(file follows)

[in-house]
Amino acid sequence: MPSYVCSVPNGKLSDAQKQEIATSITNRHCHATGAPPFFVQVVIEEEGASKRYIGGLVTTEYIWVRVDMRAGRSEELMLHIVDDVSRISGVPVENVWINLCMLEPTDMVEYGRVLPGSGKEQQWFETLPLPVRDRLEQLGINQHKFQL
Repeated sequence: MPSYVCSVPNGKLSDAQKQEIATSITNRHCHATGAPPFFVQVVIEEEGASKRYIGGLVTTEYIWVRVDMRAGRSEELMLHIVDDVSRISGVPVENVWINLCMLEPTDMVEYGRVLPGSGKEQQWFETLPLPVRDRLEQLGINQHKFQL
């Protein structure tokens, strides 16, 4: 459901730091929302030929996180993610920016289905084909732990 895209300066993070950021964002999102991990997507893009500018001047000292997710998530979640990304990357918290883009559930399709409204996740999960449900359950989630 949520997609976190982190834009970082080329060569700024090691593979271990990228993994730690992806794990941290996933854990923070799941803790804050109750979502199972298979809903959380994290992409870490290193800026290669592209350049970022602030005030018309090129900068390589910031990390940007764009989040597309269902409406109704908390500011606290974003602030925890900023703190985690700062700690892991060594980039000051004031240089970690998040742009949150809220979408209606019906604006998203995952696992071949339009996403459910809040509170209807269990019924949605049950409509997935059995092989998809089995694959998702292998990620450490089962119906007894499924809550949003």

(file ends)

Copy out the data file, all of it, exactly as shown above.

[in-house]
Amino acid sequence: MPSYVCSVPNGKLSDAQKQEIATSITNRHCHATGAPPFFVQVVIEEEGASKRYIGGLVTTEYIWVRVDMRAGRSEELMLHIVDDVSRISGVPVENVWINLCMLEPTDMVEYGRVLPGSGKEQQWFETLPLPVRDRLEQLGINQHKFQL
Repeated sequence: MPSYVCSVPNGKLSDAQKQEIATSITNRHCHATGAPPFFVQVVIEEEGASKRYIGGLVTTEYIWVRVDMRAGRSEELMLHIVDDVSRISGVPVENVWINLCMLEPTDMVEYGRVLPGSGKEQQWFETLPLPVRDRLEQLGINQHKFQL
């Protein structure tokens, strides 16, 4: 459901730091929302030929996180993610920016289905084909732990 895209300066993070950021964002999102991990997507893009500018001047000292997710998530979640990304990357918290883009559930399709409204996740999960449900359950989630 949520997609976190982190834009970082080329060569700024090691593979271990990228993994730690992806794990941290996933854990923070799941803790804050109750979502199972298979809903959380994290992409870490290193800026290669592209350049970022602030005030018309090129900068390589910031990390940007764009989040597309269902409406109704908390500011606290974003602030925890900023703190985690700062700690892991060594980039000051004031240089970690998040742009949150809220979408209606019906604006998203995952696992071949339009996403459910809040509170209807269990019924949605049950409509997935059995092989998809089995694959998702292998990620450490089962119906007894499924809550949003």